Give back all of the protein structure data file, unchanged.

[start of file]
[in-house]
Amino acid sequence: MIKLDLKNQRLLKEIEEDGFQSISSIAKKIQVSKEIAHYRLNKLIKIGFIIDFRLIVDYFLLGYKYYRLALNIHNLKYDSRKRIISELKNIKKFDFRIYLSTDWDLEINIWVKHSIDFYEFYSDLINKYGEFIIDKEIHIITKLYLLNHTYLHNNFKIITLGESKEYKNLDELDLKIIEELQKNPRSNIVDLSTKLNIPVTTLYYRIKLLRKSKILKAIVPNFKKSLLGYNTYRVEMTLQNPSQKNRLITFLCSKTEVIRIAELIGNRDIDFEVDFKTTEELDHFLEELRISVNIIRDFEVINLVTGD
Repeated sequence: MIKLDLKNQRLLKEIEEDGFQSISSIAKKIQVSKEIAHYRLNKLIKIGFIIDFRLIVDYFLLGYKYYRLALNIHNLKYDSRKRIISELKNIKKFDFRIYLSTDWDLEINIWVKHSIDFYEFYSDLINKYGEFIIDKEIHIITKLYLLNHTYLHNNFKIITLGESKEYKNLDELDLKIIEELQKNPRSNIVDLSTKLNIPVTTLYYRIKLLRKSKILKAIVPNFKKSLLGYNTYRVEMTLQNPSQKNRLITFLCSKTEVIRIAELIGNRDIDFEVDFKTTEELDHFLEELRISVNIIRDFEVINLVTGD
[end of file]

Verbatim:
[in-house]
Amino acid sequence: MIKLDLKNQRLLKEIEEDGFQSISSIAKKIQVSKEIAHYRLNKLIKIGFIIDFRLIVDYFLLGYKYYRLALNIHNLKYDSRKRIISELKNIKKFDFRIYLSTDWDLEINIWVKHSIDFYEFYSDLINKYGEFIIDKEIHIITKLYLLNHTYLHNNFKIITLGESKEYKNLDELDLKIIEELQKNPRSNIVDLSTKLNIPVTTLYYRIKLLRKSKILKAIVPNFKKSLLGYNTYRVEMTLQNPSQKNRLITFLCSKTEVIRIAELIGNRDIDFEVDFKTTEELDHFLEELRISVNIIRDFEVINLVTGD
Repeated sequence: MIKLDLKNQRLLKEIEEDGFQSISSIAKKIQVSKEIAHYRLNKLIKIGFIIDFRLIVDYFLLGYKYYRLALNIHNLKYDSRKRIISELKNIKKFDFRIYLSTDWDLEINIWVKHSIDFYEFYSDLINKYGEFIIDKEIHIITKLYLLNHTYLHNNFKIITLGESKEYKNLDELDLKIIEELQKNPRSNIVDLSTKLNIPVTTLYYRIKLLRKSKILKAIVPNFKKSLLGYNTYRVEMTLQNPSQKNRLITFLCSKTEVIRIAELIGNRDIDFEVDFKTTEELDHFLEELRISVNIIRDFEVINLVTGD